Fortunately there is ammunition which improves its effectiveness, which will run you from $0.35 a round to $1.00 or more. You can get cheap import JHP (or ball) .223 ammo for as low as $0.20 a round, but check out some in your gun before buying case lots, to see how well it works and how reliable it is. Military grade ball seems to go for around $0.27 a round.
Bullet weights generally are between 40 grains and 87 grains, but there is a problem. You need to know the “twist” of your barrel, because that determines which bullet weights should work “best” in your gun. If your twist is 1:7 (1 revolution in 7 inches), then you’ll get your best results with 69 grains and heavier, and you don’t want to go below 55 grains.
With a 1:9 twist, you will be happiest with 62 grains and less (great with the common 55 grain bullet weight), and should avoid anything above 77 grains. For versatility, my preference is 1:8, which works best with 62 grains to 77 grains, and will be adequate down to 40 grains and up to 87 grains. With this twist, in ball, I’m fond of SS109 (M855, Green Tip) 62 grain and try to match its trajectory to a 62 grain hollow point (Spear Gold Dot plus some cheap stuff). For varmints, I’d want a longer barrel with 1:9 twist and 50 to 55 grain varmint bullets. With an AR-15 platform, I could have one lower and two uppers instead of a separate gun for each purpose.
There is no gun which will “do it all”, but the 12 gauge shotgun comes close. With the proper ammunition, you can hunt any game and defend yourself. The only weak point is this is strictly a short range weapon. Not to mention that the ammunition is big and heavy and the recoil can be severe.
A pump shotgun is probably the best all around choice for survival. A semi-auto can compensate somewhat for the recoil, but costs a lot more, is a bit less reliable, and some models have part of the “works” below the barrel, which means you can’t put on an extended magazine tube, important for defensive use. You’ll want one with easily changeable barrels, and a short, cylinder choke (no restriction) barrel for slugs and defense, and a longer, multi-choke barrel for hunting birds and small game.
12 gauge ammunition is specified by the length of the shell in inches, the size of the shot, the amount of shot in ounces, and the amount of powder in “dram equivalents”. Back in the day when black powder was used, it was measured in drams.
Modern smokeless power then, is specified as providing the same velocity of the shot as the specified amount of black powder did (to help people transition from black powder to modern powder). Thus if a load is specified as being 3 1/4 dram equivalents, then the amount of powder in it will boost the shot to the same velocity as if there were 3 1/4 drams of black powder in there.
I’ve noticed that ammunition sold today sometimes has the velocity specified rather than the dram equivalent; I guess the black powder guys don’t need to be considered any more. In any case, you can usually tell at a glance whether a shell is “high power” or “low power” by looking at the brass base of the shell. If the brass part only reaches up about a 1/4″, then it is “low brass”; a light load. If it reaches up over a 1/2″, then it is “high brass” and will kick pretty good.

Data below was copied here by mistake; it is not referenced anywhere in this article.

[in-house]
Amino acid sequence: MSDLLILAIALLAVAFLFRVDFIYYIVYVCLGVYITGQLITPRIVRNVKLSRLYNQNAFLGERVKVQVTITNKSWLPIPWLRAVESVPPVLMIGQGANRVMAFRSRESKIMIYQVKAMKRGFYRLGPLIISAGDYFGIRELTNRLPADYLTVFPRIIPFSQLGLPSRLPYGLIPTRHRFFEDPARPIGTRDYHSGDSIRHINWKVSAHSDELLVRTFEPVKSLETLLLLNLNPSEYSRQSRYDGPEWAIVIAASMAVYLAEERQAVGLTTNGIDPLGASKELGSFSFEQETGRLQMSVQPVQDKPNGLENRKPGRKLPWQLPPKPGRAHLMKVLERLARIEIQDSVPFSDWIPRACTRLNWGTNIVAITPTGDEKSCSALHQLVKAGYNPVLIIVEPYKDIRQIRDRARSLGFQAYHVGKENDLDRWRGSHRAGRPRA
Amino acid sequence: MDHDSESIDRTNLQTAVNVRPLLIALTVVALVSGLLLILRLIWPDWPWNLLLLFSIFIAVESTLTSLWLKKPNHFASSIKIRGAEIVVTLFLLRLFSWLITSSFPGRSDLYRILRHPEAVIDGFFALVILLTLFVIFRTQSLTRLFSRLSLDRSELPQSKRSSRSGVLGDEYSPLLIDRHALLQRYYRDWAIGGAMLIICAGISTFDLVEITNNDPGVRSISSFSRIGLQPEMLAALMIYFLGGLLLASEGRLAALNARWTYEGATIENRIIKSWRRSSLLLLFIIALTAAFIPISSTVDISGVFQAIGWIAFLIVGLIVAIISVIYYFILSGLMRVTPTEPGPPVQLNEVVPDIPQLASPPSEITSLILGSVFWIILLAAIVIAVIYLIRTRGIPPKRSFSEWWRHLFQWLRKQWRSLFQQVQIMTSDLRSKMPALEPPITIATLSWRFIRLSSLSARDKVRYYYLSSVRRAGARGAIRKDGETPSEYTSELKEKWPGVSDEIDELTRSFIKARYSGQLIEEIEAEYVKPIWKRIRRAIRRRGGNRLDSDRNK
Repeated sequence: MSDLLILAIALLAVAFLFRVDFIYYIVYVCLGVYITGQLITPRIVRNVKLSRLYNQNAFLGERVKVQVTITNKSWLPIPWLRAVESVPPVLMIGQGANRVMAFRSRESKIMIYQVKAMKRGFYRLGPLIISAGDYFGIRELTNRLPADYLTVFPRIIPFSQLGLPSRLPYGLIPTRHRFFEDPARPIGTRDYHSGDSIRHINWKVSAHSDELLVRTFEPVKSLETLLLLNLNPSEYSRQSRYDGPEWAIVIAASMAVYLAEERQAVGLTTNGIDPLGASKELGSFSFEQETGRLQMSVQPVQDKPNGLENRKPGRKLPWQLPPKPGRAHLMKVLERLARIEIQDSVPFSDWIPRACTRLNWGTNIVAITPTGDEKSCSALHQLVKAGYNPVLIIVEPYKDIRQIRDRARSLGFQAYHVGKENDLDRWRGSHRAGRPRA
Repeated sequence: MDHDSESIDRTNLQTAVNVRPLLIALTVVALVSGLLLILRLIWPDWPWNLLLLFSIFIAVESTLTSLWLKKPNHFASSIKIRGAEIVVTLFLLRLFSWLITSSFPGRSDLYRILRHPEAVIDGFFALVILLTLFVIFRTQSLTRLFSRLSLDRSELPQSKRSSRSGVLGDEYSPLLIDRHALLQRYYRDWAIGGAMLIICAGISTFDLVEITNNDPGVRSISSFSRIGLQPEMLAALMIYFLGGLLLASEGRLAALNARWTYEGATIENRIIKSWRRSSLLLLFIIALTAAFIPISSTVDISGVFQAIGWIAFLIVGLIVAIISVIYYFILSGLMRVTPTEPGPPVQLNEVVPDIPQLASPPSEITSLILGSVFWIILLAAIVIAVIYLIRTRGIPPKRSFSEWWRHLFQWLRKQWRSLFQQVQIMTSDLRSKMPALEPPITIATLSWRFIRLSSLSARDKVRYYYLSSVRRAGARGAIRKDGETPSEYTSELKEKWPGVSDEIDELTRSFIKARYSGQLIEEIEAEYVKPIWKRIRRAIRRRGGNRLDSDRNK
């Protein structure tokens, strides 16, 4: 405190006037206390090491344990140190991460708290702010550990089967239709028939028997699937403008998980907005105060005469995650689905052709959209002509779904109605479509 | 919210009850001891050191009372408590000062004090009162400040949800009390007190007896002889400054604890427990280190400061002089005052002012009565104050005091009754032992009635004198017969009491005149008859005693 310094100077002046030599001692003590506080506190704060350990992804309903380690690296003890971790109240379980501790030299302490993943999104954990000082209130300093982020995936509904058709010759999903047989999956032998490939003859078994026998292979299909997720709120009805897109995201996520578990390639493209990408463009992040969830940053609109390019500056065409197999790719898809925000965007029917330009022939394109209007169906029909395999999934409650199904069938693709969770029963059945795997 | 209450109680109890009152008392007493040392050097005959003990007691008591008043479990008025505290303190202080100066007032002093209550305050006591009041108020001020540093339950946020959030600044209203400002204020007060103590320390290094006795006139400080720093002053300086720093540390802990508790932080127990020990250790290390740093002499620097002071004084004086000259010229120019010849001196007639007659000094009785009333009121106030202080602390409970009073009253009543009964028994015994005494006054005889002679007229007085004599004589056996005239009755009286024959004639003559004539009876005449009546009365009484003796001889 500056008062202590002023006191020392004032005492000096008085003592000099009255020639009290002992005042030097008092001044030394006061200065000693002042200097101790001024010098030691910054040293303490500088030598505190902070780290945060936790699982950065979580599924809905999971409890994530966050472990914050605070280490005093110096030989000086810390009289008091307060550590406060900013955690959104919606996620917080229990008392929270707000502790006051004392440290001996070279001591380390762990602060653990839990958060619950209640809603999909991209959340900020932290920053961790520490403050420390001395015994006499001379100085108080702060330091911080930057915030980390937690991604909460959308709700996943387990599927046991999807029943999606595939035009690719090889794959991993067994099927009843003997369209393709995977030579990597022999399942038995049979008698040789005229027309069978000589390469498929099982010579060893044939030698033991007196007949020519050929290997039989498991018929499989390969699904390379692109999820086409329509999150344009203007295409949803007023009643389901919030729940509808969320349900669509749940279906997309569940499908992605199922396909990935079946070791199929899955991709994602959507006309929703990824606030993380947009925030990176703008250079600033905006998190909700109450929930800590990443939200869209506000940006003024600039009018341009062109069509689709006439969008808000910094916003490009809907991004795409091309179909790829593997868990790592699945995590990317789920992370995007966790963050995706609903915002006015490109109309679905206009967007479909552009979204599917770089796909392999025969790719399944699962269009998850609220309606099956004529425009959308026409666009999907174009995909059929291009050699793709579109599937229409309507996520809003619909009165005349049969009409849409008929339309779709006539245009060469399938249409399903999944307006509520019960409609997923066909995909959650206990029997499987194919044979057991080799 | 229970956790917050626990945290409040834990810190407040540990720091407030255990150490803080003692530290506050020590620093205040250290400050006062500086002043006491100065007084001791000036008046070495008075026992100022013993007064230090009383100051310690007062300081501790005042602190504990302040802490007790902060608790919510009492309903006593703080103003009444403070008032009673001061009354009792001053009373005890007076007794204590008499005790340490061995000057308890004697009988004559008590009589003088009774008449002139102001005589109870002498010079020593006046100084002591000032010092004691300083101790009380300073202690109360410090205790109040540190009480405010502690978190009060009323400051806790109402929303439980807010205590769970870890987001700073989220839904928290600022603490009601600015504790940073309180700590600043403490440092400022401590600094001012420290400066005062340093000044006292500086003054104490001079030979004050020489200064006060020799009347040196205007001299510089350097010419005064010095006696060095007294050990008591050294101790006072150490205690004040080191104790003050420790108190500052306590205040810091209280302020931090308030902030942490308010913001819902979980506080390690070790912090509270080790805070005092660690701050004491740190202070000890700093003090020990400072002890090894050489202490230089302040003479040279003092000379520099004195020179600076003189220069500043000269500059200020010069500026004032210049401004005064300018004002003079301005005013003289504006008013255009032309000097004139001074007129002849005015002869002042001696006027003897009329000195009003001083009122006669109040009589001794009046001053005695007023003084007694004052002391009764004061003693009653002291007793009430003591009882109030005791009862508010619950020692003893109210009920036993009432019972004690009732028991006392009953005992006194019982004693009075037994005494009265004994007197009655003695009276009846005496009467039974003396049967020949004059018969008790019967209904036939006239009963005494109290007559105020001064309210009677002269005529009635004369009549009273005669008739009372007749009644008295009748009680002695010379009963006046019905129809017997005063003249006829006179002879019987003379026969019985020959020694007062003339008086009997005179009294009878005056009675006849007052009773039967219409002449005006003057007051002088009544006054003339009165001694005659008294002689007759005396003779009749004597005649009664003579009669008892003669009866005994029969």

“Magnum” shells are even higher power; usually they are high brass. Common available lengths are 1 3/4″, 2 3/4″, 3″ and 3 1/2″. Most (modern U.S.) guns are chambered for 2 3/4″ and many are chambered for 3″. You can use shorter shells than a chamber is cut for although the greater the difference between chamber length and shell length, the more effect on performance it will have.
Personally, I’d prefer a 3″ chamber for maximum versatility, but would accept a 2 3/4″ chamber, and would mostly stock 2 3/4″ shells, as they have the best variety and most reasonable cost. In case you are wondering, the purpose of the 1 3/4″ shells is strictly to allow more to be carried in the magazine tube and they are only available in defensive loads.
Of course, you can get exactly the right load for any particular usage in normal times, but it would be impractical to do this when stocking for a disaster. You want the minimum number of different loads which will adequately cover the likely uses.
For small game and birds, a light load with #6 shot is the most versatile, although having some smaller #7 1/2 shot for such game birds as dove or quail would be helpful if practical. If you have a good chance of being able to hunt ducks, geese or turkey, there are additional loads you’ll need; be aware that they outlawed lead shot for hunting water fowl, so that messes up the ammo requirements we old timers are used to (because lead and steel don’t fly the same). Shells with 1 oz or 1 1/8 oz of #6 shot run about $0.22 each and up; #7 1/2 shot seems to be a few cents cheaper per shell.
For hunting large game, slugs are optimal. These are usually “high brass”, although they do offer “reduced recoil” loads these days. Keep in mind that the shotgun bore is smooth and so does not impart any rotation to the slug. This means it does not have gyroscopic stability, which results in less than stellar accuracy. You can get “rifled” slugs which improve the accuracy a bit, or get another, rifled, barrel just for slugs.
Unless you do a lot of big game hunting with a shotgun, the additional barrel is probably not worth the effort. The other option is “sabot” slugs, which are smaller in diameter, encased in a plastic sheath which falls away when you fire it. These slugs may be lighter and have a more aerodynamic shape, so are more stable, giving you better range or possibly trajectory than a normal slug. Rifled slugs go for around $0.60 a round and up, and sabot slugs start around $0.80.
Slugs can be used for defense, and there are even some specialty slugs for maximum effectiveness… and maximum price. Generally, however, Buckshot is optimal for defense, and for that matter, decent for hunting (the “Buck” in Buckshot refers to a male deer). As with slugs, these are high brass; you may find some “reduced recoil” versions, but the selection and price are not great.